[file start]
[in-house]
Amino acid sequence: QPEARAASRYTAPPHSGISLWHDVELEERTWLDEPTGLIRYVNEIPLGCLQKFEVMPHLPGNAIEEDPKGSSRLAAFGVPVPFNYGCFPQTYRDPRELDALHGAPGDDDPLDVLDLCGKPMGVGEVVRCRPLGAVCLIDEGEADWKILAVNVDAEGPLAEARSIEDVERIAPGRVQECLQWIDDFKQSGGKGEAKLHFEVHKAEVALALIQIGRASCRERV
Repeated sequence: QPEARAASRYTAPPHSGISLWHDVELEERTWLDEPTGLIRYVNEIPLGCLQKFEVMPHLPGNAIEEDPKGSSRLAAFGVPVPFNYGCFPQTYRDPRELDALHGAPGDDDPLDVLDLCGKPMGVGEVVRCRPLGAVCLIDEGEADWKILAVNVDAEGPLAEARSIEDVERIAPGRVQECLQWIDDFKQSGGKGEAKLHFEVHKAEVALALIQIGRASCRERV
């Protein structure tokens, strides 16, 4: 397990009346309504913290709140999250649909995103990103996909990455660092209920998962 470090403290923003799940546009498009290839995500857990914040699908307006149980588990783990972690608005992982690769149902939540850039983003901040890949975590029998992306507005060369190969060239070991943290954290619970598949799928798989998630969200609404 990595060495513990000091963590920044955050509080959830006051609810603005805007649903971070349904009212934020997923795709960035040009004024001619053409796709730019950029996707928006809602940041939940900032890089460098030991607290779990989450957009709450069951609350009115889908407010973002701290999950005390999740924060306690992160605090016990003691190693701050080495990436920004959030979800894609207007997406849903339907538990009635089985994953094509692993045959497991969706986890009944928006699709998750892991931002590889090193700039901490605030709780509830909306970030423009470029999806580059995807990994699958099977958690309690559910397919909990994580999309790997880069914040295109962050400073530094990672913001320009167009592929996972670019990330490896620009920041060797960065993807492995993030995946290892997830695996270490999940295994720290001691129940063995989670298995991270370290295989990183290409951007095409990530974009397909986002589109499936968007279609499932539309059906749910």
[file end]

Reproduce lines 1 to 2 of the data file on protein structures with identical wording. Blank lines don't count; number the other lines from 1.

[in-house]
Amino acid sequence: QPEARAASRYTAPPHSGISLWHDVELEERTWLDEPTGLIRYVNEIPLGCLQKFEVMPHLPGNAIEEDPKGSSRLAAFGVPVPFNYGCFPQTYRDPRELDALHGAPGDDDPLDVLDLCGKPMGVGEVVRCRPLGAVCLIDEGEADWKILAVNVDAEGPLAEARSIEDVERIAPGRVQECLQWIDDFKQSGGKGEAKLHFEVHKAEVALALIQIGRASCRERV